Image (1) panic-button-150x150.jpg for post 496317As producers are scrambling to get their cuts locked and ready, here is some more chatter heading into the important next week of network screenings when we will get a better sense where the various pilots stand. Until then, please keep in mind that any pilot buzz is speculative, based on sometimes incomplete and often subjective information.

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Last year, Fox kicked off new series pickups with an order to Gotham a week before the start of upfront week. Will the network lead the pack again this year? It is a real possibility as there is another big genre Fox drama with a pre-sold title and a big commitment that had long emerged as a lock, Minority Report. Elsewhere on the drama side, music-and-drugs coming of age tale Studio City starring Eric McCormack and medical drama Autopsy aka Rosewood starring Morris Chestnut appear to be on solid footing, with Frankenstein said to possibly have a shot. The network already has Scream Queens from the creators of Glee in series production.

On the comedy side, Rob Lowe and John Stamos are getting closer to a primetime return in new starring vehicles with The Grinder, in which Lowe plays a fake lawyer, and an untitled half-hour, in which Stamos plays a version of himself. The Grinder had enjoyed the strongest momentum among Fox’s comedy pilots, with the Stamos show right behind. There has been some movement in the second comedy echelon. Young ensemble Cooper Barrett’s Guide to Surviving Life, which had been very quiet in the early going, is making some noise with solid testing results. Meanwhile, early standout family comedy 48 Hours ‘Til Monday may have cooled off a bit. I hear that another buzzy project in the pitch phase, fantasy football comedy Fantasy Life, may be redeveloped.

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For a second consecutive year, a drama by a writer from Shonda Rhimes’ school of showrunning headlined by a multiple Oscar nominee is getting strong buzz heading into the home stretch. Last spring, it was Peter Nowalk’s How To Get Away with Murder starring Viola Davis, this time it is Jenna Bans‘ untitled project toplined by Joan Allen. Rhimes has a contender again via Shondaland, the Jennifer Schuur-written The Catch starring Mireille Enos. A third thriller drama with a female lead, Runner starring Paula Patton, also is said to be in serious contention. NBC’s A.D. may have crashed but another biblical drama, Kings and Prophets is in the running at ABC, working on backup scripts. Several other ABC drama pilots are getting some mention, including Broad Squad, The Advocate, Quantico, Boom and LA Crime. And then there is Marvel, which has a virtual carte blanche at the network. The Agents of S.H.I.E.L.D. spinoff is eying a series order, with a second project helmed by John Ridley also in the works.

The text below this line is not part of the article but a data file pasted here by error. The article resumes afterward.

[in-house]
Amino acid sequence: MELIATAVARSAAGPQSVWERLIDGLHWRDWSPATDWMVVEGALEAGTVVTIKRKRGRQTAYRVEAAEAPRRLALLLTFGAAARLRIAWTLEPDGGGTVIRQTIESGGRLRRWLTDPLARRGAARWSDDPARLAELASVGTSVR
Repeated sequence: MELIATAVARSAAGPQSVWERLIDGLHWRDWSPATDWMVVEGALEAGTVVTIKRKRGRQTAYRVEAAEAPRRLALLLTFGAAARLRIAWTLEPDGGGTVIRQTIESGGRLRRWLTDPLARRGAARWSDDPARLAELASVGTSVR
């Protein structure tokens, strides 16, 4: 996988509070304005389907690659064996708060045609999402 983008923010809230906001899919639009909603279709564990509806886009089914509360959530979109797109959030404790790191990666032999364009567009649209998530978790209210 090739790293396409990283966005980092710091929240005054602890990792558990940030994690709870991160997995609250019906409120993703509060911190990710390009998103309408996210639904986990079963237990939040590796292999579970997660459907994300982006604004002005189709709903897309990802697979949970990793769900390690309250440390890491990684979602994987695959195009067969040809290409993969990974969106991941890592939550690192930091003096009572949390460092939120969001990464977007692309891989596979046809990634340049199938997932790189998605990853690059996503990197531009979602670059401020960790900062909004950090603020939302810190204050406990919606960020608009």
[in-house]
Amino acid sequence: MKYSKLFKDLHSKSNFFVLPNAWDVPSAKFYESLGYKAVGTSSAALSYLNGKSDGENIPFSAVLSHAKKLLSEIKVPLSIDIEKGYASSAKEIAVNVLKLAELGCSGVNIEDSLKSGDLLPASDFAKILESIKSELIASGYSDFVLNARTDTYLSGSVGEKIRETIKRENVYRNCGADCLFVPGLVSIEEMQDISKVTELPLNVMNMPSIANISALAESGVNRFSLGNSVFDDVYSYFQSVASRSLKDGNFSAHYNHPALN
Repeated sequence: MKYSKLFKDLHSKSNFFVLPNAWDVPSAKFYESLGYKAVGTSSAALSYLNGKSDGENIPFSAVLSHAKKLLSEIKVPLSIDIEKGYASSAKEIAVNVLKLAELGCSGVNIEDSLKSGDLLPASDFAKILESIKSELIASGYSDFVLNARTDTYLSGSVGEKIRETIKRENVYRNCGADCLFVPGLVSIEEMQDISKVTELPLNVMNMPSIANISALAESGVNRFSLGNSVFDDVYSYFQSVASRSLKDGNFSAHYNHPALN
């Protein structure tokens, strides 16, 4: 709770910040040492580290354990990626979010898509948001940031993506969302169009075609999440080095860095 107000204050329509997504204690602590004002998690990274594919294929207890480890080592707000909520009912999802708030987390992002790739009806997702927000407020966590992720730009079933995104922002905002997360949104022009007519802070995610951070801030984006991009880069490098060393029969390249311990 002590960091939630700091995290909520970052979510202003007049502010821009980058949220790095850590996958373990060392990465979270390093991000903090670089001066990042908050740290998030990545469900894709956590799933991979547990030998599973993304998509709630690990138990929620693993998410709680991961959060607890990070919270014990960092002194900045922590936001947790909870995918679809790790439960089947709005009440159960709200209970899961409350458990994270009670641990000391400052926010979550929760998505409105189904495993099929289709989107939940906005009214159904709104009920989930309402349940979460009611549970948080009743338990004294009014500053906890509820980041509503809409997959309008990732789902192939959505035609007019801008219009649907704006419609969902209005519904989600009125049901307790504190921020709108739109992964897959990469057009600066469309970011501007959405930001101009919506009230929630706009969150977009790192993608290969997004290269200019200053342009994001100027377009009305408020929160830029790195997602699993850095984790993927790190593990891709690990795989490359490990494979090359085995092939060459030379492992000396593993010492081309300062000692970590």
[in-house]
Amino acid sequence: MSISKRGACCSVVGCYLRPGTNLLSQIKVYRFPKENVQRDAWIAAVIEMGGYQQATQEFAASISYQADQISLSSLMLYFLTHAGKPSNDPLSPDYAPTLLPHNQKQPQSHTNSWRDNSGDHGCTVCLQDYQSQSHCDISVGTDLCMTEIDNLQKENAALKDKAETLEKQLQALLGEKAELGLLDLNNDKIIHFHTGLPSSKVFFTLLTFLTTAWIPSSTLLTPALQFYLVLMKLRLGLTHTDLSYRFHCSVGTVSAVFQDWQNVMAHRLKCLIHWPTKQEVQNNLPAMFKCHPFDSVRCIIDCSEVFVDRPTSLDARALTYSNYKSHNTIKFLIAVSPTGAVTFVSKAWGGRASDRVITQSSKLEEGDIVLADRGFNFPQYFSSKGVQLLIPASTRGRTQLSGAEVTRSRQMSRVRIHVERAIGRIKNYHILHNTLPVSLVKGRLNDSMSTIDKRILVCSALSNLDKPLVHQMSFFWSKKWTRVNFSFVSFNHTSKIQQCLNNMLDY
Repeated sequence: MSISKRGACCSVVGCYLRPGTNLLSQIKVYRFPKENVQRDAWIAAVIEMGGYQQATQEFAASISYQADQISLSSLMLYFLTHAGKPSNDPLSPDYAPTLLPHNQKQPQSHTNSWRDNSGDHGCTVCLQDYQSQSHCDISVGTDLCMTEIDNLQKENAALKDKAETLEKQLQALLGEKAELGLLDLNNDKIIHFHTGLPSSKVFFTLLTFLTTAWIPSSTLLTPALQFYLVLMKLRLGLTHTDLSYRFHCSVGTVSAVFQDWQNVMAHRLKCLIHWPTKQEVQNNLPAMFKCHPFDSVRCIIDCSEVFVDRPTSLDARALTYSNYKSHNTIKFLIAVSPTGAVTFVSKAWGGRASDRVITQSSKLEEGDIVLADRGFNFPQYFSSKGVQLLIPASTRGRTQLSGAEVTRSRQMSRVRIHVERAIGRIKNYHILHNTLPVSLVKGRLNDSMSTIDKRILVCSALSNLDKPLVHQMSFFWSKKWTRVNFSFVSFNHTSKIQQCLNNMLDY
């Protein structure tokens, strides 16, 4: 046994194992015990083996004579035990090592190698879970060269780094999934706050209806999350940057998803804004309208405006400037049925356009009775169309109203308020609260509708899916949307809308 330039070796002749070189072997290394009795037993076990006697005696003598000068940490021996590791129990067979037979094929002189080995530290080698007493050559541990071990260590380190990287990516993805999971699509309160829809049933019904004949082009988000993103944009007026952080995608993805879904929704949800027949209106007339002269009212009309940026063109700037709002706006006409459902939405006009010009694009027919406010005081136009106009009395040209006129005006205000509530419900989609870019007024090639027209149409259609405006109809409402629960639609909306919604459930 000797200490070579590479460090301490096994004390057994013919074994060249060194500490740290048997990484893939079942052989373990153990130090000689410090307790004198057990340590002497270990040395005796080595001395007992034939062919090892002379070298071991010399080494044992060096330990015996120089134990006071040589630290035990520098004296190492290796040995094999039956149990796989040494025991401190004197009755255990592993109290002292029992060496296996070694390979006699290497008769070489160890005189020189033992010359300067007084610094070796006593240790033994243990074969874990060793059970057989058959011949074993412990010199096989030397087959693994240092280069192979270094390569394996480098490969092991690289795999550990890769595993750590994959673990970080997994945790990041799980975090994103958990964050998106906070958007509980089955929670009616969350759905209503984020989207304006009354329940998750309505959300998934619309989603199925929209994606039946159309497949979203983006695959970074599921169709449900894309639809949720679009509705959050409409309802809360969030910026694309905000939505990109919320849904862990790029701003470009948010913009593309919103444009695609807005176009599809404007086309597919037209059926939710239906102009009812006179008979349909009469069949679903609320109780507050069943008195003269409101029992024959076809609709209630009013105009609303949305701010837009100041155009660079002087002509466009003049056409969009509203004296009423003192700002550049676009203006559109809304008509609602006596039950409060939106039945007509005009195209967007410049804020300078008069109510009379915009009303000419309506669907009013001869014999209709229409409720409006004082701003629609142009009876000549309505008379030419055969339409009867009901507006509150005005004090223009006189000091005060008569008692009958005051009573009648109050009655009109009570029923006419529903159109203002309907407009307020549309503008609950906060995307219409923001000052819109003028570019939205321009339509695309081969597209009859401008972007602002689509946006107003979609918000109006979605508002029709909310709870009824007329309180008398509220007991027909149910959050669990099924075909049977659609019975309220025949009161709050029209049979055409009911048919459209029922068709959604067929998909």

On the comedy side, branding rules going into screening week. Getting solid buzz are the NBA comedy, with its marketing opportunities through the collaboration with the professional basketball league; Chev & Bev, which is eying a launch coinciding with stars Chevy Chase and Beverly D’Angelo’s big screen reunion in another Vacation movie; the Muppet presentation, based on a popular Disney-owned characters, which has been well received; and Delores & Jermaine, starring ABC daytime personality, The View’s Whoopi Goldberg.